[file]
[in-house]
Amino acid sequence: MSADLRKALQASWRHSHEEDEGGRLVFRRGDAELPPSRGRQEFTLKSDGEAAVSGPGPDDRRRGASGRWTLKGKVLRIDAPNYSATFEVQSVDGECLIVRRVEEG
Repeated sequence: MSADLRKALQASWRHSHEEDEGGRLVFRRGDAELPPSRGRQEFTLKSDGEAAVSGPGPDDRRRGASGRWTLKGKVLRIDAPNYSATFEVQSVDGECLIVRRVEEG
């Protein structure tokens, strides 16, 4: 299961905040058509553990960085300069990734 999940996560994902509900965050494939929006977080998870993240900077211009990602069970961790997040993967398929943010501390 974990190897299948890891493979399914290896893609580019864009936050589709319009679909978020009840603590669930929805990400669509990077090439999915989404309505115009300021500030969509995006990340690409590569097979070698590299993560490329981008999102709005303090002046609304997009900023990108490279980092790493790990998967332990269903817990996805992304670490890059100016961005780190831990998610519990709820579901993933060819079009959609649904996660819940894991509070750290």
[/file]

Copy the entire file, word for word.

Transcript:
[in-house]
Amino acid sequence: MSADLRKALQASWRHSHEEDEGGRLVFRRGDAELPPSRGRQEFTLKSDGEAAVSGPGPDDRRRGASGRWTLKGKVLRIDAPNYSATFEVQSVDGECLIVRRVEEG
Repeated sequence: MSADLRKALQASWRHSHEEDEGGRLVFRRGDAELPPSRGRQEFTLKSDGEAAVSGPGPDDRRRGASGRWTLKGKVLRIDAPNYSATFEVQSVDGECLIVRRVEEG
């Protein structure tokens, strides 16, 4: 299961905040058509553990960085300069990734 999940996560994902509900965050494939929006977080998870993240900077211009990602069970961790997040993967398929943010501390 974990190897299948890891493979399914290896893609580019864009936050589709319009679909978020009840603590669930929805990400669509990077090439999915989404309505115009300021500030969509995006990340690409590569097979070698590299993560490329981008999102709005303090002046609304997009900023990108490279980092790493790990998967332990269903817990996805992304670490890059100016961005780190831990998610519990709820579901993933060819079009959609649904996660819940894991509070750290």